GT Spectrum

Reports from the IT horizon.

by , / September 2, 2004 0
The UK government is testing "e-plates" to identify vehicles instantaneously. E-plates use embedded, battery-powered radio frequency identification (RFID) tags to positively identify any vehicle, anywhere -- stationary or mobile -- anytime and in all weather.

E-plates are the same size and shape as conventional plates and are permanently fitted to a vehicle. Each e-plate contains a unique encrypted identification number, which the tag transmits for detection by RFID readers. Multiple tags can be read simultaneously by a single RFID reader at speeds of up to 200 mph and up to 300 feet away. -- Identec Solutions

Highway Wi-Fi
The Texas Department of Transportation (TxDOT) plans to equip 84 rest stops with Wi-Fi access for road-weary drivers.

TxDOT began experimenting with wireless Internet service in fall 2003, providing free Wi-Fi at twin rest areas on U.S. 287 in Donley County. Free wireless service also is available at two rest areas on the same highway in Hardeman County.

The agency wants to expand the service to all of its rest areas and 12 Travel Information Centers, and is seeking vendors to provide free Wi-Fi for travelers with wireless equipment and fee-based Internet access at kiosks. It's envisioned that computers in the kiosks would be available in 15-minute increments by swiping a credit card through a reader.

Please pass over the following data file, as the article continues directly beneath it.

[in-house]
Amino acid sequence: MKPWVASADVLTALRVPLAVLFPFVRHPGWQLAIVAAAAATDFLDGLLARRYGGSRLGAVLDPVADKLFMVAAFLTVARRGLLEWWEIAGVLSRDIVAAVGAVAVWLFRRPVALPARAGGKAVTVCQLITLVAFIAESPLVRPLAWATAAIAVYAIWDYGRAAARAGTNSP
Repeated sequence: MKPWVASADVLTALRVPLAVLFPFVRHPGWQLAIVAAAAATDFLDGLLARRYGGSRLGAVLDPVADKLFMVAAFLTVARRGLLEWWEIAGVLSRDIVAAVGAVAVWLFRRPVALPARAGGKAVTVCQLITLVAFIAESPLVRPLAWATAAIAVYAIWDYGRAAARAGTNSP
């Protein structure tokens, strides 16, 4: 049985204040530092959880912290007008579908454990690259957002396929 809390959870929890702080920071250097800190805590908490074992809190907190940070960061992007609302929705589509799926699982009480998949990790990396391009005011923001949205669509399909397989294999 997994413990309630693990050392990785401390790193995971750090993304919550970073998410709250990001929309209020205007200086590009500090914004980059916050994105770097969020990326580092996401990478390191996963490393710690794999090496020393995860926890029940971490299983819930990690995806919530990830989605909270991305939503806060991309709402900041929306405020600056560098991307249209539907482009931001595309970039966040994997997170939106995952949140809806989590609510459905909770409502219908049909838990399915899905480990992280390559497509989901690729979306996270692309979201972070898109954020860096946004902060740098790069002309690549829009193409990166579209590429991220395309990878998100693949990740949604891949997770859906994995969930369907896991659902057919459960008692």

Universal Sound
Mark Whittle, an astronomy professor at the University of Virginia, has perfected what he calls "Big Bang Acoustics" by making the cosmic background radiation of the universe into a series of sounds.

On his Web site, Whittle said the basis of "Big Bang Acoustics" is the ability of modern cosmology to measure and analyze tiny fluctuations seen in the cosmic microwave background radiation -- the omnidirectional wall of hot glowing gas, which dates from when the universe was only 400,000 years old. Cosmologists also have discovered that sound waves moving through the hot gas are seen as peaks and troughs when they cross the glowing wall.

To listen to these sounds, visit Whittle's Web site.

Uncle Sam Goes Open Source
The U.S. Department of Labor's recent release of Workforce Connections -- a free software package used for Web-based education and Web site construction -- marks a milestone: the release of an open source software package under the GNU general public license by a Cabinet-level federal agency.

According to the Open Source and Industry Alliance, alliance member Devis, of Arlington, Va., developed the code under government contract and transferred its copyright to the Department of Labor at the department's request.

Looking Backward
The British Library is digitizing more than 1 million pages of fully searchable text and associated images from out-of-copyright 19th century newspapers.

The vast majority of newspapers in the British Library collections remain in print form and only accessible to researchers who visit the Newspaper Library in Colindale, North London. Under a project known as British Newspapers 1800--1900, the library will digitize the material and put it on a public Web site.